Not immediately useful for the OP, but in one of the Grand Designs programs they looked at a timber-framed house that was being built according to Scandinavian techniques, where of course the winter minimum is very low.....
....instead of using 100mm stud frames as we do, they were using the I-beams with a ply web, such as are used in project brick-veneer homes for upper floor joists, but using them vertically as studs, rather than horizontally.
They then attach battens both inside and out, and attach cladding to these battens. I don't recall whether or not they used reflective foil barriers, but I vaguely recollect they may have done.
In any case, the insulation used was flame-retardant-treated waste paper, blown in from the top of the wall once the cladding was in place. Actually, they dropped the feed pipe in till it reached the bottom plate (no noggins, of course) and then slowly retracted it as the insulation was blown in.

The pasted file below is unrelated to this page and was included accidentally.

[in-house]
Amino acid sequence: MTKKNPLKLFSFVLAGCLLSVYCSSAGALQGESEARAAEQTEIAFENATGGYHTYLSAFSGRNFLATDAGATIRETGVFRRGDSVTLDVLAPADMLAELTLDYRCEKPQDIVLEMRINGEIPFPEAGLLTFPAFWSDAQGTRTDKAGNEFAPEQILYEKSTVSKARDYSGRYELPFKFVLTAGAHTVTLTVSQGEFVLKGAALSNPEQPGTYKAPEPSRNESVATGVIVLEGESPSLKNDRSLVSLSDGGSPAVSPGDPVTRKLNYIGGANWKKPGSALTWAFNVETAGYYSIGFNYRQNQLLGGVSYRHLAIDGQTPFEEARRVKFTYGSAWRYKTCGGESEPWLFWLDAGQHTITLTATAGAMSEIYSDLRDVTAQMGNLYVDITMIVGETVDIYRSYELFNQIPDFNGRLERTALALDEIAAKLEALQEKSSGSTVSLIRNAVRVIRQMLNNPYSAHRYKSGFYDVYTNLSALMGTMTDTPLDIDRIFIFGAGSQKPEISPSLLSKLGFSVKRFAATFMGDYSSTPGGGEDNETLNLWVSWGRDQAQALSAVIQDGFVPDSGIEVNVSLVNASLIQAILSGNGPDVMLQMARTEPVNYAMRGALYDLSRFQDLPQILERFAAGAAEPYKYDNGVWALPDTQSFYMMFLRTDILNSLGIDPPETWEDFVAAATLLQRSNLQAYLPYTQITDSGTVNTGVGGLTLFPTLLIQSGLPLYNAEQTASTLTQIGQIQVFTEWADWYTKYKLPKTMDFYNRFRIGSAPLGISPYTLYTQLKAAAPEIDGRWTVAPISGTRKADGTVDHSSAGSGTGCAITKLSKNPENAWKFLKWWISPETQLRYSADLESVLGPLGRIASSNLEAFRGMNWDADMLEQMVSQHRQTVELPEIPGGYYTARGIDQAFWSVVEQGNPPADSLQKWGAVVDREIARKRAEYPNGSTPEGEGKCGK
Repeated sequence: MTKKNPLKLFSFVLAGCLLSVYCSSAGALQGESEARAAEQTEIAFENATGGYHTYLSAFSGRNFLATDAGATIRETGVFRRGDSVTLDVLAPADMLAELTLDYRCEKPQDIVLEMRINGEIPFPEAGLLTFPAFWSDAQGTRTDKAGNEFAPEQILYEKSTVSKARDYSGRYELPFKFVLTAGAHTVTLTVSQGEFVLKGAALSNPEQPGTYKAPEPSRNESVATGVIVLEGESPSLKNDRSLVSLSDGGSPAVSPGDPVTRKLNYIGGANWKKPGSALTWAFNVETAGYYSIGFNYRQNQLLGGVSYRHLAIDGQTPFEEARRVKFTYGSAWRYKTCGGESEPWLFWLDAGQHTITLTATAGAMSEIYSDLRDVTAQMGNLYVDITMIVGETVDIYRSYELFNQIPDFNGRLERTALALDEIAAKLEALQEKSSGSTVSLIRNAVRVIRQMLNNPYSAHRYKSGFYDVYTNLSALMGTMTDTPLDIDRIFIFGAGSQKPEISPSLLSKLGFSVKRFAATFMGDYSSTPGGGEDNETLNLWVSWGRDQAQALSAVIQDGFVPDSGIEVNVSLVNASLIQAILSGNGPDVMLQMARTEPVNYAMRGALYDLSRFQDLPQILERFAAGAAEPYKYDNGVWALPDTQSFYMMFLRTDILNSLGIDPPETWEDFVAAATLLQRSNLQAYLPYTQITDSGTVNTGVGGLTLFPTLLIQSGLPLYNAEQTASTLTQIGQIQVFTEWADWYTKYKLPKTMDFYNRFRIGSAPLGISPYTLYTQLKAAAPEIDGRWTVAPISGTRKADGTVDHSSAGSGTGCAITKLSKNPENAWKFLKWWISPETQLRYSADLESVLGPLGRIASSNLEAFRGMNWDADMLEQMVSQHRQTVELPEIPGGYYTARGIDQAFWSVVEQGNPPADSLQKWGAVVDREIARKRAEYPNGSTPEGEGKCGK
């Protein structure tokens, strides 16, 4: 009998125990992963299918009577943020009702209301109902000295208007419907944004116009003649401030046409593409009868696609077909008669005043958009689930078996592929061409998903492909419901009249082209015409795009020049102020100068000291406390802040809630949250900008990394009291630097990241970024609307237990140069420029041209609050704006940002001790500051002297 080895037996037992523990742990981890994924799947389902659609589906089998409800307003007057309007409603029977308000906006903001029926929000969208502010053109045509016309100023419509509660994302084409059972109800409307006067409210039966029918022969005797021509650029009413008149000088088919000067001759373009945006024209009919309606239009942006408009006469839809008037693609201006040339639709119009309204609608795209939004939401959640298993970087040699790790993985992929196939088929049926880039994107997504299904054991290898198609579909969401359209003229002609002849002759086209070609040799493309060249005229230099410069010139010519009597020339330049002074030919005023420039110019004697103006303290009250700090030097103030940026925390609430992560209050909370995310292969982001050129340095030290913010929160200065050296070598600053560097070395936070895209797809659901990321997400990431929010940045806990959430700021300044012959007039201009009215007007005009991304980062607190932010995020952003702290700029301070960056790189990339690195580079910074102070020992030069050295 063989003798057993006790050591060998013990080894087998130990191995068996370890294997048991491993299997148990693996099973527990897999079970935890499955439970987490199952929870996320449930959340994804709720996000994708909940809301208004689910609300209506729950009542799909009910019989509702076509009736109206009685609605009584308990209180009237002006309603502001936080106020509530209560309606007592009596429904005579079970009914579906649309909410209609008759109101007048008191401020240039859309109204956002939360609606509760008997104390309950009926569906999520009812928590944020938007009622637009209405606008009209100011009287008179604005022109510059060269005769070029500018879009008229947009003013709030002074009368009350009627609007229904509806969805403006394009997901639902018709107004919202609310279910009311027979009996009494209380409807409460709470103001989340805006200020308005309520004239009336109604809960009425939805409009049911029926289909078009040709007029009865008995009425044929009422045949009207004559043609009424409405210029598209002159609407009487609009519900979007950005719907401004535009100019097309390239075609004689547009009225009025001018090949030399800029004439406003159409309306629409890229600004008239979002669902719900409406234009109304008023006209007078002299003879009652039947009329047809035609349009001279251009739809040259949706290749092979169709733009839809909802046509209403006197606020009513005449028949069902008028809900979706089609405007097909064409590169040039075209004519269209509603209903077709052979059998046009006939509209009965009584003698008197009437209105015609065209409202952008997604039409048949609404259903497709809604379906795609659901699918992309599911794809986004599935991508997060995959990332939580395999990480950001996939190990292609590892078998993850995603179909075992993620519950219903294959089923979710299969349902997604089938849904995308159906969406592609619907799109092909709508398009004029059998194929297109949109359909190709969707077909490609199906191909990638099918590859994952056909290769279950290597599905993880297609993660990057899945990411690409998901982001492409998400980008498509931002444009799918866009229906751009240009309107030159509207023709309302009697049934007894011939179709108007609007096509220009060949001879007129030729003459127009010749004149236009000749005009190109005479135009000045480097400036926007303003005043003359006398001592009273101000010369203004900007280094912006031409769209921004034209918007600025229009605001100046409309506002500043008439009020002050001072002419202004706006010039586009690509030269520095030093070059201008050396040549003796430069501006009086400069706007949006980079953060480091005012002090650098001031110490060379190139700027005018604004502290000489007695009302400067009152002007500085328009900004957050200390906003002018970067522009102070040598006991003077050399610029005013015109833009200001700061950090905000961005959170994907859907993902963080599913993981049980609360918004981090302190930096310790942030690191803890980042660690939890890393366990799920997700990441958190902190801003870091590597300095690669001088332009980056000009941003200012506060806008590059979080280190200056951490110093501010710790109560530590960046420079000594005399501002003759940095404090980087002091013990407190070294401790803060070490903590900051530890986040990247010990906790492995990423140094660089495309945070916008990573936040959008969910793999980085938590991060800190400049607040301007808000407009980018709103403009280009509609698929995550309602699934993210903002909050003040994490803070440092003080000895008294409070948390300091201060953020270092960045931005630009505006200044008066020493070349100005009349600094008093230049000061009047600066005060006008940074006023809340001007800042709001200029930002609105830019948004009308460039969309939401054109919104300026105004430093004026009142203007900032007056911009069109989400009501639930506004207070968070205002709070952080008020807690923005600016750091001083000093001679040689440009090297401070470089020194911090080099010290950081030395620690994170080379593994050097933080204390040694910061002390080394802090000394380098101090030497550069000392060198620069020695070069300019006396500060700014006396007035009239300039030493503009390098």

Apparently, houses so constructed are quite comfortable at -20 deg C.
The depth of the I-beams was 250mm (I think), but for our climate, probably 150mm would be quite adequate.
Anybody seen anything like this anywhere in Oz?
Posted Sunday 10 Oct 2010 @ 11:49:04 am from IP #